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Ask the Vet needs your questions for our June 2017 video!

We know you have horse health questions, and we want to help! Each month, SmartPaker Sarah and Dr. Lydia Gray, SmartPak’s Staff Veterinarian and Medical Director, will answer questions submitted by you – our loyal subscribers, followers, fans, and friends!

In addition to the comments section on this blog post, you can submit your questions in any of these places using #AsktheVetVideo:
Facebook
Instagram
Twitter
Email our awesome Customer Care Team!

We’ll be accepting questions for our June 2017 video until May 11, 2017. Then you’ll be able to vote here on our blog for the questions that you want answered! You can vote as many times as you like, plus we’ll have video and Twitter polls for you to vote in! If your question gets voted to be answered, you win a SmartPak Gift Card! Check out our blog post for all the details.

Need an answer to your question ASAP? Check out our YouTube playlist to see if we’ve already answered a similar question and make sure to check out the video section of our Horse Health Library to learn more about horse health.

Good luck, and have a great ride!

Posted in Ask the Vet

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10 comments on “Ask the Vet needs your questions for our June 2017 video!
  1. Valerie says:

    #askthevetvideo Based on the April’s video I got this question- What causes laminitis in horses? How do I know if my horse has laminates, is it possible to recognise it at an early stage and how? Hope this gets picked :))

  2. Valerie says:

    #askthevetvideo Are there any grasses in pasture that have to be avoided? How can I recognise poisonous grasses and should they be removed from the pasture or will the horses avoid them themselves?

  3. Valerie says:

    #askthevetvideo Based on the April’s video I got this question- What causes laminitis in horses? How do I know if my horse has laminates, is it possible to recognise it at an early stage and how? Hope this gets picked :))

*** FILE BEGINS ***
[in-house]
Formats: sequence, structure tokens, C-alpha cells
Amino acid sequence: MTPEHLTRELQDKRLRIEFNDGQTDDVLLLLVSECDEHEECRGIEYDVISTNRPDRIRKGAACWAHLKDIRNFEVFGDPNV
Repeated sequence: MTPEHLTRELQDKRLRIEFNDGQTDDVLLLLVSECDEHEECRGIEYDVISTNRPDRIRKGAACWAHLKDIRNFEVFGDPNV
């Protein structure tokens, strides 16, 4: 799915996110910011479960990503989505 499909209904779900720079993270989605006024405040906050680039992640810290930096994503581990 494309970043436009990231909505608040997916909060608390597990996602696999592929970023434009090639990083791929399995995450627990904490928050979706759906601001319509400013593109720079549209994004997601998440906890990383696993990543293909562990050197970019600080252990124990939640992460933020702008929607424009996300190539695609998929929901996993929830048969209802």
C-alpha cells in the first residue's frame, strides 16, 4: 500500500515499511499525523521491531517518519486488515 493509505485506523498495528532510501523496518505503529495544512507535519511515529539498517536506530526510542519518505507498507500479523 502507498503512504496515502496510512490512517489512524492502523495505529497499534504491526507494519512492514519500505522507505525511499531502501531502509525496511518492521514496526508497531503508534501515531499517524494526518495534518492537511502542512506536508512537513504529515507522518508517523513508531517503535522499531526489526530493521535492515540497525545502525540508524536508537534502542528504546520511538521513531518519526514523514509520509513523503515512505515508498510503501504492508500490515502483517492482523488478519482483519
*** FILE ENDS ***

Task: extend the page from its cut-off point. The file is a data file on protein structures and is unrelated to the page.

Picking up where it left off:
4. Marissa says:

    #askthevetvideo I have an OTTB who seems to have the same skin issue every spring. He gets these small, round, hard nodules on his back legs, from his hocks up to his stifles and sometimes up higher on his hindquarters. The skin looks normal and there is no hair loss. I’ve heard of something called “protein bumps”. What are protein bumps and could that be my horse’s issue?

  5. Lyndsey says:

    #askthevetvideo I just purchased a 3 year old Quarter Horse gelding, that is just starting to be ridden and I want to protect and support his legs. I traditionally lean towards polo wraps for training, however I recently heard that these are not a good form of support. Would a Sport Medicine type boot provide more support over the polo wraps? Or would it be better to not boot at all?

  6. Harriett says:

    My 22 year old mare tested positive for Cushings after a laminitis attack 2 years ago and is now sound. My 16 year old Warmblood gelding suffered from flat soles and multiple abscesses and shoe loss for years until he became so lame I learned he had chronic laminitis. My question is, I want to be sure that any supplement I give them is not going to trigger another attack. I am currently considering SmartBug Ultra for both. Also want to be sure the fly predators I use won’t be effected.

  7. Raine Mills-pullan says:

    #askthevetvideo
    My horse recently got a small crack in his hoof, someone then told me that’s because I use a oil based hoof oil which dries out his hoof. Is this true? Isn’t hoof oil meant to moisturise the hoof wall. Should I stop using hoof oil completely or should I use a water based one?

  8. Raine Mills-pullan says:

    #askthevetvideo
    Recently someone then told me that’s my horse has a small crack in his hoof because I use a oil based hoof oil which dries out his hoof. Is this true?Should I stop using hoof oil completely or should I use a water based one? And what best o help stop the crack getting bigger?

  9. Khloe says:

    I just got my first horse, a 7 y/o American Warmblood/Percheron cross. This is the first time he has a job, so he’s a bit overweight right now. I’m concerned because he still has a considerable amount of his winter hair, but I’m unable to clip him for the time being. Is there anything more I should be doing to stimulate the release of his winter coat than just trying my best to shed him out with grooming tools?

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